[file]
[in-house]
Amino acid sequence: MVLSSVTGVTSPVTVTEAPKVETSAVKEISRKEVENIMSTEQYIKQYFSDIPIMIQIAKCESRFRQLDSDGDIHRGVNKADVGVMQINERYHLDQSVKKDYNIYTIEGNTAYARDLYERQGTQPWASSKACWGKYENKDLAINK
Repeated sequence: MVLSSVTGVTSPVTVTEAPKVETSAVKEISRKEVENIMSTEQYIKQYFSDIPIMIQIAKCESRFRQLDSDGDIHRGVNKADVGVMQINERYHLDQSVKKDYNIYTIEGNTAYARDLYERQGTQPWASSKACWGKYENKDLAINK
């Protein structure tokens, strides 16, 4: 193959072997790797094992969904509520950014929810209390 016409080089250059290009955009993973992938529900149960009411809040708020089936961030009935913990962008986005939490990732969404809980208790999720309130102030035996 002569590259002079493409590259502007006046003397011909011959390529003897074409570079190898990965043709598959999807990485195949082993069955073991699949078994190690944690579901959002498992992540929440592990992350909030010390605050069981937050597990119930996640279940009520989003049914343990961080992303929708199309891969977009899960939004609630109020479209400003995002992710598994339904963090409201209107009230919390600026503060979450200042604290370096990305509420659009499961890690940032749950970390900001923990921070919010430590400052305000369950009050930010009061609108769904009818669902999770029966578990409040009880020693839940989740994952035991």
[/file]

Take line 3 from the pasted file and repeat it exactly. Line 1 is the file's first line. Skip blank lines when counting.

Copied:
Repeated sequence: MVLSSVTGVTSPVTVTEAPKVETSAVKEISRKEVENIMSTEQYIKQYFSDIPIMIQIAKCESRFRQLDSDGDIHRGVNKADVGVMQINERYHLDQSVKKDYNIYTIEGNTAYARDLYERQGTQPWASSKACWGKYENKDLAINK